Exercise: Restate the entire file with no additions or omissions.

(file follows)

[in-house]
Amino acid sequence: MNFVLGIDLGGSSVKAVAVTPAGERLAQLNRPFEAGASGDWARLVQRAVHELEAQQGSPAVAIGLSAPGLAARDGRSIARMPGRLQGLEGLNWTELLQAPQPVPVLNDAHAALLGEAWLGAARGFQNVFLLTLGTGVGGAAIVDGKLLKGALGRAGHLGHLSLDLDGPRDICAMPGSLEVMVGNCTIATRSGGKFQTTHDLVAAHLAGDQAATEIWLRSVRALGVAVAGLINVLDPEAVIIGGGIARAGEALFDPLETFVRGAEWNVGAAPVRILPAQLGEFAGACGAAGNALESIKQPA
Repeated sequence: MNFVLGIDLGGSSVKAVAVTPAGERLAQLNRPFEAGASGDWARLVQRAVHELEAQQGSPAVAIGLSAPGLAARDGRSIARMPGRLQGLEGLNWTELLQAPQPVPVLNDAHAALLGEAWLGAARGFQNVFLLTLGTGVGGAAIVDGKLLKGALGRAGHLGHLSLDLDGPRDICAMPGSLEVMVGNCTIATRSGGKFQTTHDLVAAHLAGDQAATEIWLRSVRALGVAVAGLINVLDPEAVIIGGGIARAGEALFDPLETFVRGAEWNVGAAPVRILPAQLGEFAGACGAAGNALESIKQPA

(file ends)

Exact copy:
[in-house]
Amino acid sequence: MNFVLGIDLGGSSVKAVAVTPAGERLAQLNRPFEAGASGDWARLVQRAVHELEAQQGSPAVAIGLSAPGLAARDGRSIARMPGRLQGLEGLNWTELLQAPQPVPVLNDAHAALLGEAWLGAARGFQNVFLLTLGTGVGGAAIVDGKLLKGALGRAGHLGHLSLDLDGPRDICAMPGSLEVMVGNCTIATRSGGKFQTTHDLVAAHLAGDQAATEIWLRSVRALGVAVAGLINVLDPEAVIIGGGIARAGEALFDPLETFVRGAEWNVGAAPVRILPAQLGEFAGACGAAGNALESIKQPA
Repeated sequence: MNFVLGIDLGGSSVKAVAVTPAGERLAQLNRPFEAGASGDWARLVQRAVHELEAQQGSPAVAIGLSAPGLAARDGRSIARMPGRLQGLEGLNWTELLQAPQPVPVLNDAHAALLGEAWLGAARGFQNVFLLTLGTGVGGAAIVDGKLLKGALGRAGHLGHLSLDLDGPRDICAMPGSLEVMVGNCTIATRSGGKFQTTHDLVAAHLAGDQAATEIWLRSVRALGVAVAGLINVLDPEAVIIGGGIARAGEALFDPLETFVRGAEWNVGAAPVRILPAQLGEFAGACGAAGNALESIKQPA